Tested in the High Arctic, Day 12

Nearing the end of our trip, we were given access to the lower decks and working areas of the ship. Today, the chief engineer of the Kaptian Khlebnikov gives us a tour of the engineering and engine rooms, showing us how the 24,000 horsepower icebreaker is powered. It's incredible!

How To Make A Custom Drone Landing Pad

Many of the sites I use for multi-rotor flying have very rough ground. This sometimes makes it tough to find a suitable spot for launching and landing. Even if I do uncover a patch of level ground, I'm sure to kick up a cloud of dusty West Texas topsoil as soon as the props start spinning. After years of improvising with cardboard boxes, beach towels, or whatever else I happened to have on hand, I finally decided to build a proper landing pad.

My Requirements

I looked for commercial options before deciding to build my own pad. There are numerous landing pads on the market, but none seem to fit my needs. First of all, most of them are smaller than I wanted. If I used a circular pad of just 16" (406mm) or 20" (508mm) diameter I would still create dust storms when I flew my larger ships. It also seems that most of the commercial offerings are not rigid. This would not help me deal with rough, uneven ground.

Once I had decided to build my own landing pad, I considered what material options I had available. I didn't really want to use any type of wood because I felt that the pad should be totally weatherproof. The solution presented itself during a recent trip to my local Tractor Supply Company store. One of the sale items stacked out front was a .5" (13mm)-thick rubber mat measuring 4' (1219mm) by 3' (914mm). I didn't want a pad quite that big, but I figured I could cut it down to the size I needed. For only $20, it was worth a shot.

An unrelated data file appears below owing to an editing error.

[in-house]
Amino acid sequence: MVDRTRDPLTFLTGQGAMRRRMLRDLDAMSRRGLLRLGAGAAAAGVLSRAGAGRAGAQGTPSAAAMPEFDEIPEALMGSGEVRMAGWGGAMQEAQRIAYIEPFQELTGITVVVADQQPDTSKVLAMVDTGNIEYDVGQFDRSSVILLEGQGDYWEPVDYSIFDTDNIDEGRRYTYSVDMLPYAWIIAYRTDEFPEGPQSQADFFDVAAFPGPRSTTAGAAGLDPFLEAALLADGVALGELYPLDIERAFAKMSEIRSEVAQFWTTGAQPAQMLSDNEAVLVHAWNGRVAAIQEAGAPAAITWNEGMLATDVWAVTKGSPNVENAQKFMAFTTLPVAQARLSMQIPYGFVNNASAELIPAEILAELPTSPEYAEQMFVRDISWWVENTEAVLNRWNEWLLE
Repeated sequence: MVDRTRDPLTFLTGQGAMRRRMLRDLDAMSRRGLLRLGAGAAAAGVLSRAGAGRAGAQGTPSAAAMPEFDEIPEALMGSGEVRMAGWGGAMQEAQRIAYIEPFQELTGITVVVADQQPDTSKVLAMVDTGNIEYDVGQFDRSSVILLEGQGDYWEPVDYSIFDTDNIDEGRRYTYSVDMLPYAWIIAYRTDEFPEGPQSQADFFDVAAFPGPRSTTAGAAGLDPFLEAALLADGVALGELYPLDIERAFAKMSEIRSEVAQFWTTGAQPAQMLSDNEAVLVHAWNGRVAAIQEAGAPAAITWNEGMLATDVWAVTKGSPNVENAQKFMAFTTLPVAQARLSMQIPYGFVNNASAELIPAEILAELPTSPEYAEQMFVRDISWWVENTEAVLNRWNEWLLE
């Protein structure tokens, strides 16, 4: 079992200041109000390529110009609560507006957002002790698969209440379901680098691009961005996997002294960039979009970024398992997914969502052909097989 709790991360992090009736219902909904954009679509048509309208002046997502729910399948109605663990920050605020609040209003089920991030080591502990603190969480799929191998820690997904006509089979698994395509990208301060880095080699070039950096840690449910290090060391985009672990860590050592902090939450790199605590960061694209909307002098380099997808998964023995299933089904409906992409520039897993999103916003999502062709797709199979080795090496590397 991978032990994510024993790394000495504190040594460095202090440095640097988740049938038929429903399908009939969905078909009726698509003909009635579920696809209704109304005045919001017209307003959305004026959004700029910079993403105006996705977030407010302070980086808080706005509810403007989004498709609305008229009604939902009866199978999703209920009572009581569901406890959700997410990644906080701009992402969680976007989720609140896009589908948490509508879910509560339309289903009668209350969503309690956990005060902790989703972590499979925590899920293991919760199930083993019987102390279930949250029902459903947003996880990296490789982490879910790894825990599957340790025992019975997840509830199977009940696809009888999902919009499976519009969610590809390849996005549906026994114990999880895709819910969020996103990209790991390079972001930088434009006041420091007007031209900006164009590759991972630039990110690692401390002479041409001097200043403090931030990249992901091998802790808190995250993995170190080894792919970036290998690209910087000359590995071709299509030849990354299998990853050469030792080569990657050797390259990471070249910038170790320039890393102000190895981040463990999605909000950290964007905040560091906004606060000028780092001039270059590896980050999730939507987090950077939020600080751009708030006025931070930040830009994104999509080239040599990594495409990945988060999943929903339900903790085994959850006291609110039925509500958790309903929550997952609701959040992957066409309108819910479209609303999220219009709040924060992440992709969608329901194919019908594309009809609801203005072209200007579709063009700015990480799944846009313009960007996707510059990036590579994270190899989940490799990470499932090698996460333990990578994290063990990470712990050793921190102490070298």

The raw 4' x 3' rubber mat was larger than I needed and weighed almost 40 pounds. I cut it into three smaller sections using a utility knife.

When I picked up the mat, I wasn't quite ready for its nearly 40-pound weight. This is a substantial piece of recycled rubber! I just hoped that it wouldn't be too heavy to handle once I had cut it to size. Once I got the mat home, I decided that I could make three separate landing pads with it. I made one larger pad measuring 3' (914mm) by 2' (610mm), and two 2' (610mm) by 1.5' (457mm) pads. The large pad would be useful for my 350mm-class and larger multi-rotors at particularly rough sites. The small pads were intended for my racing quads, or even the larger ships when I fly from relatively smooth areas.